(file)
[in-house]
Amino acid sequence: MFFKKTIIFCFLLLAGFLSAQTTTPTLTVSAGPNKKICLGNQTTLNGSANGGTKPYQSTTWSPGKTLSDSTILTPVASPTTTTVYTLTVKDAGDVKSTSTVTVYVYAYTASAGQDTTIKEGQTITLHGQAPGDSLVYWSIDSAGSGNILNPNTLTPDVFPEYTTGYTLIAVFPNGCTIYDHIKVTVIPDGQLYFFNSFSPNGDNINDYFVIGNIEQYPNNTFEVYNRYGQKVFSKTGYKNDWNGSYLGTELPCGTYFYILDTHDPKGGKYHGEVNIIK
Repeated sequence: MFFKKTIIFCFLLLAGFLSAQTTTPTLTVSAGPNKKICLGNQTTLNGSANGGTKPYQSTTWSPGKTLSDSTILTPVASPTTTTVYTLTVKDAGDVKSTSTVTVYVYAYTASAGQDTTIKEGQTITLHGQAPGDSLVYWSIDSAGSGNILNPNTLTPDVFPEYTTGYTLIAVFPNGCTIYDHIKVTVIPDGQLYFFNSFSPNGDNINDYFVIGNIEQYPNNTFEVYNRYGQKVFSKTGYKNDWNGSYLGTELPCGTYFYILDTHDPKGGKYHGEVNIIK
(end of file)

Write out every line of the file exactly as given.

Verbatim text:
[in-house]
Amino acid sequence: MFFKKTIIFCFLLLAGFLSAQTTTPTLTVSAGPNKKICLGNQTTLNGSANGGTKPYQSTTWSPGKTLSDSTILTPVASPTTTTVYTLTVKDAGDVKSTSTVTVYVYAYTASAGQDTTIKEGQTITLHGQAPGDSLVYWSIDSAGSGNILNPNTLTPDVFPEYTTGYTLIAVFPNGCTIYDHIKVTVIPDGQLYFFNSFSPNGDNINDYFVIGNIEQYPNNTFEVYNRYGQKVFSKTGYKNDWNGSYLGTELPCGTYFYILDTHDPKGGKYHGEVNIIK
Repeated sequence: MFFKKTIIFCFLLLAGFLSAQTTTPTLTVSAGPNKKICLGNQTTLNGSANGGTKPYQSTTWSPGKTLSDSTILTPVASPTTTTVYTLTVKDAGDVKSTSTVTVYVYAYTASAGQDTTIKEGQTITLHGQAPGDSLVYWSIDSAGSGNILNPNTLTPDVFPEYTTGYTLIAVFPNGCTIYDHIKVTVIPDGQLYFFNSFSPNGDNINDYFVIGNIEQYPNNTFEVYNRYGQKVFSKTGYKNDWNGSYLGTELPCGTYFYILDTHDPKGGKYHGEVNIIK